Guide to Heating System Zone Valves: All You Need To Know

A central heating system distributes heat from a central location to a building or room. These systems generally treat the whole house as one big room and depend on single temperature settings and readings to determine when to turn on or off the heat.


This makes it ineffective, as it only regulates the temperature of a room from the location or point where the thermostat is installed. 

Creating zones inside your building can help you improve efficiency and temperature comfort by giving you more control over where and when hot water is delivered to your radiators.

Understanding Heating Systems with Split Zones

To understand better how this system operates, take a quick look at the illustration in Figure 1 below. It shows a two-story building having "Zone A" and "Zone B." Different thermostats on each level independently regulate the two zones, and they can be set or scheduled to the required temperatures. Whenever the thermostat detects that it is time to warm the room, an electrical signal is sent to a zone valve, opening hot water flow towards this zone.

Auxiliary limit switches are used in some zone valves to identify whether the valve is entirely open or closed. These switches have signals often used to initiate hot water pumping by activating a pump (circulator) and a boiler. The water then circulates through the circuit, heating the zone until the associated thermostat's temperature is attained. When the limit switch is reached, it sends a final signal to shut the valve and release the limit switch.

Design Considerations for a Zone Valve Heating System

When designing this system, zones can be added to an existing central heating system or built into a new system. Below are key design features to keep in mind to ensure that the system functions well throughout its lifetime.

Zone Valve Type

There are different types of zone valves, but the electric ball valve is one of the most preferred. This is mainly due to their longevity, the slow-close feature that prevents water hammers, high reliability, and low power consumption. When the necessary signal is received, an electric motor inside this valve rotates an internal ball with a bore a quarter round to either open or close the valve.

It does not require any more electricity to stay in either the open or closed position. The valve can sometimes be operated manually through the lever in case of a sudden/scheduled power outage or for testing purposes.

Valve Material

Due to the often high water temperatures, you need to choose specific materials for housing and the seal. For better performance throughout the system's life, you want to choose brass as the valve's housing, EPDM for the O-rings, and Teflon or PTFE for the seal.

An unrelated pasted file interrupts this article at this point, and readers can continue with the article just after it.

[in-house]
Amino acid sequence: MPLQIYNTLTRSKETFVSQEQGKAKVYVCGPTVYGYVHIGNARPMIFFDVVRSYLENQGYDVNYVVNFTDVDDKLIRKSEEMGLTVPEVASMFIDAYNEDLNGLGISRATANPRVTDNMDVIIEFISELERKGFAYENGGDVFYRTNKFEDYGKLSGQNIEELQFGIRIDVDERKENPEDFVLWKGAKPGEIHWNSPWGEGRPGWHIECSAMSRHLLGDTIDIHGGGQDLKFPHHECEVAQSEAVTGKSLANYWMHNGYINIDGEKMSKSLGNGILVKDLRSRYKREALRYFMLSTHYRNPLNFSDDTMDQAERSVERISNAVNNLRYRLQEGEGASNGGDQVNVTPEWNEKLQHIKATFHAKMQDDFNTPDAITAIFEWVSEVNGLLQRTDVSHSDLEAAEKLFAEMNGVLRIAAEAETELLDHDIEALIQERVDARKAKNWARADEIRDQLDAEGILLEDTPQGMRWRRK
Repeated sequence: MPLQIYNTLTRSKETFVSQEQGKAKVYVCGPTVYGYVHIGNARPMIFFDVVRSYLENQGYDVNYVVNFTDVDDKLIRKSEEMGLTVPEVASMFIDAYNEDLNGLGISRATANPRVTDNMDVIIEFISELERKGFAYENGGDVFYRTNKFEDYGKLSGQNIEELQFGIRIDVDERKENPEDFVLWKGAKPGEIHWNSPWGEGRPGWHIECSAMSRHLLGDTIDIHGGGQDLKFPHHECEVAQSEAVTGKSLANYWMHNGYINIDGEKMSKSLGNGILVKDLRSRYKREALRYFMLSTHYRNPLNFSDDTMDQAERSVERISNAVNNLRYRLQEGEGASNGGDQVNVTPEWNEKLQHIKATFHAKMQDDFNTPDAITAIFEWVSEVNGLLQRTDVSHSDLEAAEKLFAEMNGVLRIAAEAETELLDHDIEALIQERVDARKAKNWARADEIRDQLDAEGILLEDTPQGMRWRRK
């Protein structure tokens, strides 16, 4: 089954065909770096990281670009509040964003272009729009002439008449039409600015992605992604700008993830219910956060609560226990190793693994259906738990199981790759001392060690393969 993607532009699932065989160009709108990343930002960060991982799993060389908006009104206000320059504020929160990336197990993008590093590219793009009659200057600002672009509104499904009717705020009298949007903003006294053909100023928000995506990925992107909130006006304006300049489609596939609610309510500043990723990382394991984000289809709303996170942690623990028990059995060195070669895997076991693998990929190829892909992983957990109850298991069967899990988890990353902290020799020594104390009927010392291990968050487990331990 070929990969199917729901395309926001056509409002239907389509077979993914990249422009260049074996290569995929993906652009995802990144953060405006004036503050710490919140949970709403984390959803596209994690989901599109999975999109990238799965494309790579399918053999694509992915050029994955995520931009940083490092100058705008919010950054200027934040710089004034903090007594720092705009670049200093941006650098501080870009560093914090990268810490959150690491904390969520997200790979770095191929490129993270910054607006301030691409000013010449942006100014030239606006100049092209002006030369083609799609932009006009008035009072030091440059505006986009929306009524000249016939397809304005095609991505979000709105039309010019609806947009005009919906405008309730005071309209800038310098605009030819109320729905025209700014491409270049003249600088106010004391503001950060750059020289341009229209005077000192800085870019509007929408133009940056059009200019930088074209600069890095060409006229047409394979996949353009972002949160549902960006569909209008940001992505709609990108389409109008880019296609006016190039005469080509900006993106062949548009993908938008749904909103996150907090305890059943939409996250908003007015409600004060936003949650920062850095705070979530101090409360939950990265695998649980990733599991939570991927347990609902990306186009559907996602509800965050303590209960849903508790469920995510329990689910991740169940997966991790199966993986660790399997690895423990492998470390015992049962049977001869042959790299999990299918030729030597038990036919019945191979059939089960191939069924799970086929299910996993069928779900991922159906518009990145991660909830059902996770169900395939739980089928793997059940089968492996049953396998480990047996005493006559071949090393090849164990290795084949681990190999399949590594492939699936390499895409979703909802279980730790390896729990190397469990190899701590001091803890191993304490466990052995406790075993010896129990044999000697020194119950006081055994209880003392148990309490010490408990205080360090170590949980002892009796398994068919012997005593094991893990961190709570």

Zone Valves Location

The zone valves can be installed close to the circulator (on the hot side) and boiler or towards the end of the zone circuit (cold side). Locating the valve on the cold side helps minimize the chances of potential damage.

Location of Thermostat

Since each zone needs a thermostat to sense and help control the temperature, you should have them installed in an open space and far from an immediate heat source or a refrigerating/freezing unit, as this could lead to incorrect temperature readings.

Water Pressure

The size of the building, pressure drop due to valve orifice, length of heating pipes, and the number of zones must all be taken into account to ensure that the circulation pump can provide enough pressure to transport water through them.


Ensure the valves are easily accessible in case of failure. This will also enhance a smooth repair during regular maintenance and repair. Some of the failures common with heating system zone valves include:

  • Overheating: This is usually due to insufficient ventilation for proper heat dissipation. Removing the lid is a quick fix, but it isn't a long-term solution because the motor will ultimately cease to function.
  • Burnt motor: The electric motor can be destroyed by repeated overheating or using an inappropriate voltage/current. Before replacing the motor, check the power supply, wiring, and the source of the damage.
  • Leaking or unable to open: If an internal component has malfunctioned, consult a technician to check if the valve needs a replacement.


In a central heating system, zone valves regulate hot water distribution to the building's different areas (zones). They are often preferred for their extra comfort as well as energy savings. These valves exist in various shapes and sizes, but ball valves with electric actuators are a popular choice for this application.

The latter closes slowly (no water hammer), saves energy, and is durable. If you are figure out the exact zone, find advice from professional.

Abigail Jones

Hi, I'm Abigail. I like spending time tearing my house apart and putting it together back again. Join me on home improvement tutorials, tips on my blog.

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